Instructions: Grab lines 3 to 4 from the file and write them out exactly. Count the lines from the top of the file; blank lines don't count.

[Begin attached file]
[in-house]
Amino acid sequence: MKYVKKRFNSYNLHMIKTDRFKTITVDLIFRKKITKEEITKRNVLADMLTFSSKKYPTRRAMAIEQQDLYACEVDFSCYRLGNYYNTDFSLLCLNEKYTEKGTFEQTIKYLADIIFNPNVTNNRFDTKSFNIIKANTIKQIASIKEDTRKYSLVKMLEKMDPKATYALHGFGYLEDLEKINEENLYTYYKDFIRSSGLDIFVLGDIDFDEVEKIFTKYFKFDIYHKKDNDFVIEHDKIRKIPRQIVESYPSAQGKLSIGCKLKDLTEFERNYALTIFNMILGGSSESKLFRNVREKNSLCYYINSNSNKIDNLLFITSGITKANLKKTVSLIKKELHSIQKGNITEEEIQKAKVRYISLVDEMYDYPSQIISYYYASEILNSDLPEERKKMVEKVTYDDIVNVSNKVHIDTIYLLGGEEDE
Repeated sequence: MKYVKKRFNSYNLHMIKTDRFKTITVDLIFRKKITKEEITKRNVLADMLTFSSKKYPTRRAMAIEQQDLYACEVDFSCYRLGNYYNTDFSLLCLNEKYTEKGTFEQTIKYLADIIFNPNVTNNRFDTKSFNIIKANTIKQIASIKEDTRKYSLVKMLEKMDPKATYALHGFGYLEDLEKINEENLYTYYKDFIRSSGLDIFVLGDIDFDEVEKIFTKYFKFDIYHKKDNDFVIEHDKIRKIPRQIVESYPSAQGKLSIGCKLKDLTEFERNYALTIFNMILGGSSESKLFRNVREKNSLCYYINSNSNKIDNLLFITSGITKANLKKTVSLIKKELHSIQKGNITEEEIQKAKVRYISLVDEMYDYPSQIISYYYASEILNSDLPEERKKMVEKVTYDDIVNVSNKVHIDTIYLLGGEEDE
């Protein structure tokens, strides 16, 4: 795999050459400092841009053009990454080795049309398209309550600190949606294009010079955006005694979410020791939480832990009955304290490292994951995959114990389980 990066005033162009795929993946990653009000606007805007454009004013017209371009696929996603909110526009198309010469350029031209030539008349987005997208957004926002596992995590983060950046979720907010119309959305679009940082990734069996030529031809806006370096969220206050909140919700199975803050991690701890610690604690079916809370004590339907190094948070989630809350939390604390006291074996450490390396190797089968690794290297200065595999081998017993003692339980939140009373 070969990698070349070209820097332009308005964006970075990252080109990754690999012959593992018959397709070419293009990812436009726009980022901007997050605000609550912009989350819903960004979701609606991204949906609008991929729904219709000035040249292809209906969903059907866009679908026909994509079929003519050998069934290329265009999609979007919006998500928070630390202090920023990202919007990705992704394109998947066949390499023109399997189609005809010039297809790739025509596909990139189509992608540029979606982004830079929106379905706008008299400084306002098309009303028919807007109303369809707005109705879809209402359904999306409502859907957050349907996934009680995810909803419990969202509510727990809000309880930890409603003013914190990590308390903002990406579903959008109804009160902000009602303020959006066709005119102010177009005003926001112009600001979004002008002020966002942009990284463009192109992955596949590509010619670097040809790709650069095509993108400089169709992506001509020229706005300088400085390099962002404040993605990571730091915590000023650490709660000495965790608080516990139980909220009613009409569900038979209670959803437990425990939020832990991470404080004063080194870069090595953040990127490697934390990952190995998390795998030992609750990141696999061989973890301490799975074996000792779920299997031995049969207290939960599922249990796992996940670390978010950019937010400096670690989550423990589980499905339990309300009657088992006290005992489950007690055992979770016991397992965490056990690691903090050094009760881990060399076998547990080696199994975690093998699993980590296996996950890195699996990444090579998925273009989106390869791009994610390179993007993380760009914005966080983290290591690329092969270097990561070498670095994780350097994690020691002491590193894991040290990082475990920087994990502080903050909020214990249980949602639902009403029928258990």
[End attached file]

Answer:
Repeated sequence: MKYVKKRFNSYNLHMIKTDRFKTITVDLIFRKKITKEEITKRNVLADMLTFSSKKYPTRRAMAIEQQDLYACEVDFSCYRLGNYYNTDFSLLCLNEKYTEKGTFEQTIKYLADIIFNPNVTNNRFDTKSFNIIKANTIKQIASIKEDTRKYSLVKMLEKMDPKATYALHGFGYLEDLEKINEENLYTYYKDFIRSSGLDIFVLGDIDFDEVEKIFTKYFKFDIYHKKDNDFVIEHDKIRKIPRQIVESYPSAQGKLSIGCKLKDLTEFERNYALTIFNMILGGSSESKLFRNVREKNSLCYYINSNSNKIDNLLFITSGITKANLKKTVSLIKKELHSIQKGNITEEEIQKAKVRYISLVDEMYDYPSQIISYYYASEILNSDLPEERKKMVEKVTYDDIVNVSNKVHIDTIYLLGGEEDE
């Protein structure tokens, strides 16, 4: 795999050459400092841009053009990454080795049309398209309550600190949606294009010079955006005694979410020791939480832990009955304290490292994951995959114990389980 990066005033162009795929993946990653009000606007805007454009004013017209371009696929996603909110526009198309010469350029031209030539008349987005997208957004926002596992995590983060950046979720907010119309959305679009940082990734069996030529031809806006370096969220206050909140919700199975803050991690701890610690604690079916809370004590339907190094948070989630809350939390604390006291074996450490390396190797089968690794290297200065595999081998017993003692339980939140009373 070969990698070349070209820097332009308005964006970075990252080109990754690999012959593992018959397709070419293009990812436009726009980022901007997050605000609550912009989350819903960004979701609606991204949906609008991929729904219709000035040249292809209906969903059907866009679908026909994509079929003519050998069934290329265009999609979007919006998500928070630390202090920023990202919007990705992704394109998947066949390499023109399997189609005809010039297809790739025509596909990139189509992608540029979606982004830079929106379905706008008299400084306002098309009303028919807007109303369809707005109705879809209402359904999306409502859907957050349907996934009680995810909803419990969202509510727990809000309880930890409603003013914190990590308390903002990406579903959008109804009160902000009602303020959006066709005119102010177009005003926001112009600001979004002008002020966002942009990284463009192109992955596949590509010619670097040809790709650069095509993108400089169709992506001509020229706005300088400085390099962002404040993605990571730091915590000023650490709660000495965790608080516990139980909220009613009409569900038979209670959803437990425990939020832990991470404080004063080194870069090595953040990127490697934390990952190995998390795998030992609750990141696999061989973890301490799975074996000792779920299997031995049969207290939960599922249990796992996940670390978010950019937010400096670690989550423990589980499905339990309300009657088992006290005992489950007690055992979770016991397992965490056990690691903090050094009760881990060399076998547990080696199994975690093998699993980590296996996950890195699996990444090579998925273009989106390869791009994610390179993007993380760009914005966080983290290591690329092969270097990561070498670095994780350097994690020691002491590193894991040290990082475990920087994990502080903050909020214990249980949602639902009403029928258990």